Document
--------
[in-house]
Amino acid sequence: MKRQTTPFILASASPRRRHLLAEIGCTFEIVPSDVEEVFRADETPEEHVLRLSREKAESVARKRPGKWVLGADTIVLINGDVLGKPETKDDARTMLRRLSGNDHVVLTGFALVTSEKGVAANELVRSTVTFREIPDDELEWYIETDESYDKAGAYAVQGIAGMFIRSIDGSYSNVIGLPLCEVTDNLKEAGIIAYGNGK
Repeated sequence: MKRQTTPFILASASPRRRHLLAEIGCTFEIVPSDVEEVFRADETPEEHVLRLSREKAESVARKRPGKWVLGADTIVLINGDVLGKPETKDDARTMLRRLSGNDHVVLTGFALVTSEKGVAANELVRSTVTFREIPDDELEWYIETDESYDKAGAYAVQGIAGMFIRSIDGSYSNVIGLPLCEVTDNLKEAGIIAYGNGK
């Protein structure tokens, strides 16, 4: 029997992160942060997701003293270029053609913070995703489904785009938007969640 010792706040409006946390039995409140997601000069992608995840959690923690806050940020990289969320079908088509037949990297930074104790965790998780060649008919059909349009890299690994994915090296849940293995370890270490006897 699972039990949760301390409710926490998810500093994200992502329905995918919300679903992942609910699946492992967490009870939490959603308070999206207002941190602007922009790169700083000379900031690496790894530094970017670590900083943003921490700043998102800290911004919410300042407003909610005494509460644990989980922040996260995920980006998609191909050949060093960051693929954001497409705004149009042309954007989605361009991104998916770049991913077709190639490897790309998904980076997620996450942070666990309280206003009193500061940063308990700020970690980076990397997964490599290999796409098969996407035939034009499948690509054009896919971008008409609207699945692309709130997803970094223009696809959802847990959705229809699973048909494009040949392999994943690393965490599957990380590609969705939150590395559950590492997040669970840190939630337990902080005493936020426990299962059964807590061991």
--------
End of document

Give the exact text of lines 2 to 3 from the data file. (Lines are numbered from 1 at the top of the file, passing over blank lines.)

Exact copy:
Amino acid sequence: MKRQTTPFILASASPRRRHLLAEIGCTFEIVPSDVEEVFRADETPEEHVLRLSREKAESVARKRPGKWVLGADTIVLINGDVLGKPETKDDARTMLRRLSGNDHVVLTGFALVTSEKGVAANELVRSTVTFREIPDDELEWYIETDESYDKAGAYAVQGIAGMFIRSIDGSYSNVIGLPLCEVTDNLKEAGIIAYGNGK
Repeated sequence: MKRQTTPFILASASPRRRHLLAEIGCTFEIVPSDVEEVFRADETPEEHVLRLSREKAESVARKRPGKWVLGADTIVLINGDVLGKPETKDDARTMLRRLSGNDHVVLTGFALVTSEKGVAANELVRSTVTFREIPDDELEWYIETDESYDKAGAYAVQGIAGMFIRSIDGSYSNVIGLPLCEVTDNLKEAGIIAYGNGK